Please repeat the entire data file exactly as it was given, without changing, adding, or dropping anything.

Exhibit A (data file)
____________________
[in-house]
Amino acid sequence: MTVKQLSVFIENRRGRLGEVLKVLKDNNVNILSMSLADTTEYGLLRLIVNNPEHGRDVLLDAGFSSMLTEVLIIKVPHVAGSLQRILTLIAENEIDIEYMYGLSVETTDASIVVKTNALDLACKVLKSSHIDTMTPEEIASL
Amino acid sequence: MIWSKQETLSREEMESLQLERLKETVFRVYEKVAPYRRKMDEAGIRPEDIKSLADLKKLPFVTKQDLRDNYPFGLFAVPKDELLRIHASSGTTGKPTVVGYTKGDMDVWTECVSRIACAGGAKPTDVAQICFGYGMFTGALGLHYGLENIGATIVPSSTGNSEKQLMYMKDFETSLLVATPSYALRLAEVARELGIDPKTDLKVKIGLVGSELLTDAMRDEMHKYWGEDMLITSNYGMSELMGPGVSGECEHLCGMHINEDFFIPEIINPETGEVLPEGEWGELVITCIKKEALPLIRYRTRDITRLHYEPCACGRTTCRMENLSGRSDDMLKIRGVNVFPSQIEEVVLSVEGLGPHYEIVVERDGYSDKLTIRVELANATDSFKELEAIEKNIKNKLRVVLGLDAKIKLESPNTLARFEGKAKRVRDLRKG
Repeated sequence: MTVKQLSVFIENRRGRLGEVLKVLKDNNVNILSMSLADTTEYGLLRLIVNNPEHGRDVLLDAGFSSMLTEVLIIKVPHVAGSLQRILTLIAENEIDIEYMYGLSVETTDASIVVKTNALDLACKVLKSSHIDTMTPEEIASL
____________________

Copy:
[in-house]
Amino acid sequence: MTVKQLSVFIENRRGRLGEVLKVLKDNNVNILSMSLADTTEYGLLRLIVNNPEHGRDVLLDAGFSSMLTEVLIIKVPHVAGSLQRILTLIAENEIDIEYMYGLSVETTDASIVVKTNALDLACKVLKSSHIDTMTPEEIASL
Amino acid sequence: MIWSKQETLSREEMESLQLERLKETVFRVYEKVAPYRRKMDEAGIRPEDIKSLADLKKLPFVTKQDLRDNYPFGLFAVPKDELLRIHASSGTTGKPTVVGYTKGDMDVWTECVSRIACAGGAKPTDVAQICFGYGMFTGALGLHYGLENIGATIVPSSTGNSEKQLMYMKDFETSLLVATPSYALRLAEVARELGIDPKTDLKVKIGLVGSELLTDAMRDEMHKYWGEDMLITSNYGMSELMGPGVSGECEHLCGMHINEDFFIPEIINPETGEVLPEGEWGELVITCIKKEALPLIRYRTRDITRLHYEPCACGRTTCRMENLSGRSDDMLKIRGVNVFPSQIEEVVLSVEGLGPHYEIVVERDGYSDKLTIRVELANATDSFKELEAIEKNIKNKLRVVLGLDAKIKLESPNTLARFEGKAKRVRDLRKG
Repeated sequence: MTVKQLSVFIENRRGRLGEVLKVLKDNNVNILSMSLADTTEYGLLRLIVNNPEHGRDVLLDAGFSSMLTEVLIIKVPHVAGSLQRILTLIAENEIDIEYMYGLSVETTDASIVVKTNALDLACKVLKSSHIDTMTPEEIASL